A little more about me...

I’m Kim Vandenbroucke and I’m always thinking.  Some of my friends may call it a curse – especially when I pull out a notebook while they’re mid-sentence – but I think it’s a blessing.   Whether I’m inventing new products, developing a new brainstorming exercise or dreaming up new game play, my mind is always on the go.  What can I say?  I’m an idea person.  In fact, I’ve been lucky enough to be tapped by some of the biggest names in innovation consultancy to participate in brainstorming sessions for the world’s top brands and companies.   They seem to like my special blend of creativity and realism which develops unique and exciting, but actionable ideas.

When not working as a brain-for-hire, I use my degree in industrial design from the University of Illinois and background in creative thinking to stimulate others to develop new products, brands, marketing concepts, etc. through brainstorming sessions and workshops.  I also spend quite a bit of time inventing and developing product for the toy and game industry, which is where I started my career.  Right out of college I was hired as an inventor/designer at the prestigious Meyer/Glass Design invention studio, a spin off of the original Marvin Glass & Associates.  There I got a solid foundation including game play development, trivia writing, prototyping and concept design.  Since then I’ve invented and developed a variety of toys, games and brands while working with organizations like Hasbro, Winning Moves, Educational Insights, Peaceable Kingdom, Asmodee, and Haywire Group.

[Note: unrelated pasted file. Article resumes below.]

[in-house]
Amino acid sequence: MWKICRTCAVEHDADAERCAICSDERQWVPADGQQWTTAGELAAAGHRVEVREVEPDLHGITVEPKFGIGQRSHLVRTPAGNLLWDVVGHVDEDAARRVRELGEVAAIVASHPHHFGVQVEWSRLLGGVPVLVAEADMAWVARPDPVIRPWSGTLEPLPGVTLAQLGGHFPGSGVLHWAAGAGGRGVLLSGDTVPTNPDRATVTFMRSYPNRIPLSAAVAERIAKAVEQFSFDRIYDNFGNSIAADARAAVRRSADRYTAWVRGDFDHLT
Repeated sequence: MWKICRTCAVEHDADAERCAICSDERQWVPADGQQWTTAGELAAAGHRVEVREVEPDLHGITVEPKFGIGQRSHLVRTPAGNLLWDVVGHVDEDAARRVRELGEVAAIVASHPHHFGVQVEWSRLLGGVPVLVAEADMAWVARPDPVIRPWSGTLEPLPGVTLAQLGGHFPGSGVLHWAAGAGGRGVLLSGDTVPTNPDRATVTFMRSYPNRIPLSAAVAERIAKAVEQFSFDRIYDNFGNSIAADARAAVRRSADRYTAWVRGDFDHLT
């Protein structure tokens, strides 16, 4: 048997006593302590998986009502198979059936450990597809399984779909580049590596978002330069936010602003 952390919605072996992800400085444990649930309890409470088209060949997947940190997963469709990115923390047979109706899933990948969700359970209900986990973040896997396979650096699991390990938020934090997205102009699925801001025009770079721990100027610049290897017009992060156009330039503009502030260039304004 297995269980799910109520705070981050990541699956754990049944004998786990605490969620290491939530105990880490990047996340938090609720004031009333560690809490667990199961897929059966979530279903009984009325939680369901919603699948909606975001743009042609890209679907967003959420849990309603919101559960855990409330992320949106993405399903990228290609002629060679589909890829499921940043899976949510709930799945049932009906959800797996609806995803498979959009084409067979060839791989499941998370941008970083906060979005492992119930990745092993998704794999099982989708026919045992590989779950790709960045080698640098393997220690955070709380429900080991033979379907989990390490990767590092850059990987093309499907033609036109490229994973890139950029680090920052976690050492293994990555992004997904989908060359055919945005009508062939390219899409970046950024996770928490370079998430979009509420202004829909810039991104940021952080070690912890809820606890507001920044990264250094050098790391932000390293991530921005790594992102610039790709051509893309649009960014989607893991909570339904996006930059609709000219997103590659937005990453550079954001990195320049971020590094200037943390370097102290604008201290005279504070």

In 2009 I started The Game Aisle, a site where I review card, board and dice games that I like and talk about the game invention world.  Not only does it help me keep up with what’s new, it also gives me an outlet to share with my readers great games that may not be found in big box stores, but are worth seeking out.  I also like to focus on the inventor behind each game and share their stories.  And in 2011 I was asked to share my story at the Smithsonian’s Lemelson Center, in the National Museum of American History, as part of their ongoing “Innovative Lives” series.  This series aims to educate the public that inventors aren’t just old dead white guys; that we’re regular people with ideas.

While I may not have ever anticipated having a career in the toy and game invention business, I proudly stand with one foot in the toy and game aisle and the other in the innovation world.

If you’d like to join me in some frank and fun conversation on what it’s like to be an inventor and the games I like (and wish I’d thought of), join the discussion on The Game Aisle’s Facebook page and/or on twitter.  We have fun…I promise.